BeyondVU Apr2013 560x560

5 Tips for your Online Communication

Vanguard University

Much like Jesus, who stood boldly amidst the crowds to voice His message of truth, Christians also have a call to speak to the masses, and now have new online tools with which to do it. Learning from what Jesus did, it’s vital to understand the difference between preaching at a crowd, and ministering to the multitudes with a thoughtful, personal touch.

Here are my “best practice” tips for this new age of online communication. How can you have your message really heard online—and maybe have that message passed on again and again?

  1. TELL A STORY: Avoid speaking at audience through canned messages—instead tell stories, provide value, and deliver insight with each engagement.
  2. ASK QUESTIONS: Ask your audience what they think – whether it’s a comment on a blog post, a comment on Facebook, offer a chance to engage your audience.
  3. PROVIDE A CLEAR CALL TO ACTION: At the end of an email, a post on a Facebook page, wherever you are communicating with your online audience, ask them to do something and make it clear what you want them to do. Examples of this are “RSVP NOW!” “SEND US AN EMAIL!” “READ MORE NOW!” or “COMMENT BELOW & TELL US WHAT YOU THINK!” It’s simple, but highly effective in getting your audience to ACT!
  4. SHORT & SWEET: When your audience reads an email, a post on Facebook, a tweet online, 90% of the time, they’re in a hurry. They want you to get straight to the point…so do it! Keep your message short and sweet and to the point. Make it hard for people to miss your message even if they just skim your email.
  5. GIVE BACK: Become a resource to your online community, providing relevant news about your community, the culture in your city, current events in your industry—ultimately becoming a news source that gives back.

So now it’s your turn (see what I did there?): what are some ways that your congregation communicates most effectively? Comment below and let us know!

Holly Clinard serves as Associate Director of Marketing & Digital Media in the office of marketing and communications at Vanguard University. She manages leadership in the areas of social media marketing, website content management, enewsletter campaigns, and video production. Contact her at or visit for more information. 


Spring Break

Spring Break, Vanguard University


It’s Spring Break around here.  At Vanguard that means that we have not only reached the half-way point for this semester, it also symbolizes the beginning of the end.  In just a few short weeks, projects will be due, finals will be crammed for, students will move out of their dorms – some to go on missions trips, others to go home to their families, and some will graduate and close this chapter of their college experience.

As a staff member for nearly 14 years, I’ve developed a truly love/hate relationship with Spring Break.  Although work continues for those of us on staff, I love the pause that Spring Break represents in the middle of the hustle and bustle of the semester.  For many departments on campus, Spring Break is an opportunity to get caught up or tackle projects that are more easily accomplished sans interruption students. It’s hard not to feel a bit giddy when you drive on campus and there are open parking spaces as far as the eye can see and you need only choose one closest to your destination.  Spring Break feels a bit like a big sigh and a stretch in the middle of your semester to energize you for the tasks ahead.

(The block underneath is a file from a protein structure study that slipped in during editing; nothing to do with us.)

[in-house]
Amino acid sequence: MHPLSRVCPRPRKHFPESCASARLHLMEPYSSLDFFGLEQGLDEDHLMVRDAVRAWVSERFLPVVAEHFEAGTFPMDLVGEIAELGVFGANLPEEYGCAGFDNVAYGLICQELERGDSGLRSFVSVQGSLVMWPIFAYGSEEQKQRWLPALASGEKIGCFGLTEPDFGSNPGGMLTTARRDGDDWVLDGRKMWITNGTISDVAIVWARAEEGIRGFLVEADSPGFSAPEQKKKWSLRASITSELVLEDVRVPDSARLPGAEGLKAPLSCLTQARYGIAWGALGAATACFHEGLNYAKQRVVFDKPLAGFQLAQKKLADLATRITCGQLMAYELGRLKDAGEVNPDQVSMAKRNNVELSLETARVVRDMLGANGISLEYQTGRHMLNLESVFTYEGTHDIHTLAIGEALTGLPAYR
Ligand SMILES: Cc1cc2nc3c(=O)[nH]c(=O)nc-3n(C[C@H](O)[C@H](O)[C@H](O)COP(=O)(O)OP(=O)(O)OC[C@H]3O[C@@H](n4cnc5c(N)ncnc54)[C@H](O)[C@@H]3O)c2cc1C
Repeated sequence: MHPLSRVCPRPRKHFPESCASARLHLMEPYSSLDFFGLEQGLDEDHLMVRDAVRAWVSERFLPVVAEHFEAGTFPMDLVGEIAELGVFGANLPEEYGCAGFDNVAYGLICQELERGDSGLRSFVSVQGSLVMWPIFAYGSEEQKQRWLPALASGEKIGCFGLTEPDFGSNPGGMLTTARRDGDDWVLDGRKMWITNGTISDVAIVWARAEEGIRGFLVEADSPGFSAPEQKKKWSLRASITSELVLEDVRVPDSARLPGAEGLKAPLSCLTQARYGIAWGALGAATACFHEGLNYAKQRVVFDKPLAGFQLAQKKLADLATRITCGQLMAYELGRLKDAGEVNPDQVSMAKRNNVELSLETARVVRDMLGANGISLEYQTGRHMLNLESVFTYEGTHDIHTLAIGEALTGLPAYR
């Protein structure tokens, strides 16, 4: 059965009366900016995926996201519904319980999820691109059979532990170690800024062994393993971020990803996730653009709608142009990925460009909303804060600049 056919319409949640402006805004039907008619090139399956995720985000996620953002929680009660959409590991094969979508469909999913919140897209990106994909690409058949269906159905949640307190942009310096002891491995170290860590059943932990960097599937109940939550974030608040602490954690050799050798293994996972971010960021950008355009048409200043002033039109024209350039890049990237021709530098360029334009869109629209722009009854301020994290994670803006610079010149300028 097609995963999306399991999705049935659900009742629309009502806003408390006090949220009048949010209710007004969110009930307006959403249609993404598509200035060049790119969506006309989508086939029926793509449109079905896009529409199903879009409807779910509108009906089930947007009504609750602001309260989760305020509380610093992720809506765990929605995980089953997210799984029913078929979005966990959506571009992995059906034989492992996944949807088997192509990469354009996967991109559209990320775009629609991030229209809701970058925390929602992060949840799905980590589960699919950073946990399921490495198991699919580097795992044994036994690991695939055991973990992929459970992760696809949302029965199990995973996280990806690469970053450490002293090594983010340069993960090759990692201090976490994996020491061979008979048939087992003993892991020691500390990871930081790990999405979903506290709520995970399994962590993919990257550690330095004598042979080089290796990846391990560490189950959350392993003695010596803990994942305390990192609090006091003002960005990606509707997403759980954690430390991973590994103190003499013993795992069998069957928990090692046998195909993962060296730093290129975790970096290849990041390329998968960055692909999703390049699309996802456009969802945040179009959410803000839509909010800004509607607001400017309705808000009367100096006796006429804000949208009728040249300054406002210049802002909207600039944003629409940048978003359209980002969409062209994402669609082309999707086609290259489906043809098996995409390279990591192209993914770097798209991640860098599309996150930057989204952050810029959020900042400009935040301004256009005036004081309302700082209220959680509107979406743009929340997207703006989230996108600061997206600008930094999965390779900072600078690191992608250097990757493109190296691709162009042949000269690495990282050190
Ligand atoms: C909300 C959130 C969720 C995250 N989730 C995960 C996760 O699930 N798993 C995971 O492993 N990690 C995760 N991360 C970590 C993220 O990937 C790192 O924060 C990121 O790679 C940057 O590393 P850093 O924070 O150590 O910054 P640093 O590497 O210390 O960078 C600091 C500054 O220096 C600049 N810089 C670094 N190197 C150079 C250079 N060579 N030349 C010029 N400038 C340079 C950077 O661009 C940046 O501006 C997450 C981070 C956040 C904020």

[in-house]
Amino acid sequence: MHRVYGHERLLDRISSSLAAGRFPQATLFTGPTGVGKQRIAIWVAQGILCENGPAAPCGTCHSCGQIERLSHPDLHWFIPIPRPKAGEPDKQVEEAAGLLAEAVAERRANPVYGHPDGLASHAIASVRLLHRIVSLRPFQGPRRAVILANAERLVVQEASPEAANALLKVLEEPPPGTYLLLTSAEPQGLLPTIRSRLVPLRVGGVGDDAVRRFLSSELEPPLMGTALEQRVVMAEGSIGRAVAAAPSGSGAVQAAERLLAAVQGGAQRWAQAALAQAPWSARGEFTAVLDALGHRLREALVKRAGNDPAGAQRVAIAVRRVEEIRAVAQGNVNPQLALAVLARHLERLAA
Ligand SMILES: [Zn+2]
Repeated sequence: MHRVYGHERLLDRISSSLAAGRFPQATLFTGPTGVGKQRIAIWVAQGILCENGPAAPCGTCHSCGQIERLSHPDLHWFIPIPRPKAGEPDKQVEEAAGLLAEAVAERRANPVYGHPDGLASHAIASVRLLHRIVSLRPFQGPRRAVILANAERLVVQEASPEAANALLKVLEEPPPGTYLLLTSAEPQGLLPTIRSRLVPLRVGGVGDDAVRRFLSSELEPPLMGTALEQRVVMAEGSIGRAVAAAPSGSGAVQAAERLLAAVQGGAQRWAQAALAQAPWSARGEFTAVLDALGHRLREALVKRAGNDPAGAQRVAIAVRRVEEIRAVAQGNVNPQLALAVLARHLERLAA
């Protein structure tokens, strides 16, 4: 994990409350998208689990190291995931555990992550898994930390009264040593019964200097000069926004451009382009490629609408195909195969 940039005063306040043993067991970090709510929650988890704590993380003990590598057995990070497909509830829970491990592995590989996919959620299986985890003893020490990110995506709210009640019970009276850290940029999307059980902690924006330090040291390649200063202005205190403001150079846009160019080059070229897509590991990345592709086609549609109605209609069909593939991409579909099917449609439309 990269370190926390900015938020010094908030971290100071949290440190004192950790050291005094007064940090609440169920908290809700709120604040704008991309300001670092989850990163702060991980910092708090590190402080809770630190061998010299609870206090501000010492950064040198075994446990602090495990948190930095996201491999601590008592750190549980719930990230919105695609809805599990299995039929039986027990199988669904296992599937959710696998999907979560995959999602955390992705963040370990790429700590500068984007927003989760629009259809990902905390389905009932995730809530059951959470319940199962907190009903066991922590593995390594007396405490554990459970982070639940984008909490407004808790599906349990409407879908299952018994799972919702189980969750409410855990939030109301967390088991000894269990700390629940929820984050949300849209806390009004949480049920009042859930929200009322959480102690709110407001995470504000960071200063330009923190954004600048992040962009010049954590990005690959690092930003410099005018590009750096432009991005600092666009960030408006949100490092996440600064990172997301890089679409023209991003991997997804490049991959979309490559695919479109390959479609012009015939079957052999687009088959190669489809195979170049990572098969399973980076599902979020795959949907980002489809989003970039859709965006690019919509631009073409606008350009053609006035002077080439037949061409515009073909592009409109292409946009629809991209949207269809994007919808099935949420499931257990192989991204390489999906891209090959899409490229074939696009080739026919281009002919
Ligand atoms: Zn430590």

For me personally, I always feel that the calm of Spring Break, although refreshing in some ways, feels a bit as if we’ve been unplugged.  It feels like a power outage has happened across our campus.  Have you ever noticed during a power outage how eerily quiet everything seems?  We become accustomed to the constant buzz of electricity that is our student body and without them the silence is deafening.  They are truly the lifeblood of our campus.  I miss bumping shoulders with them in the hallways, catching glimpses of them frantically taking notes in classrooms as I walk past, laughing with friends everywhere you look.  I miss watching students crash on their skateboards through my office window as they scramble to pick up their dropped books, glancing quickly around to see if anyone’s watching.  I miss their energy, I miss their enthusiasm for life, and I miss their presence.  Without students we’re just a bunch of offices and paperwork.  Without them we’re just on pause.

So I’m making the choice to enjoy the pause for the potential it represents.  I will enjoy the pause as an opportunity to receive rest and make preparations so that when students return we can be energized to help them finish strong.  Faculty and staff are planning for lessons to come, preparing for events and deadlines and dreaming up opportunities to engage students spiritually, socially, and academically.  This weekend, the students will begin to trickle back and the buzz of electricity will sputter back to full force by Monday.  Until then, I will enjoy my super close parking place and turn my music on at my desk to drown out the silence.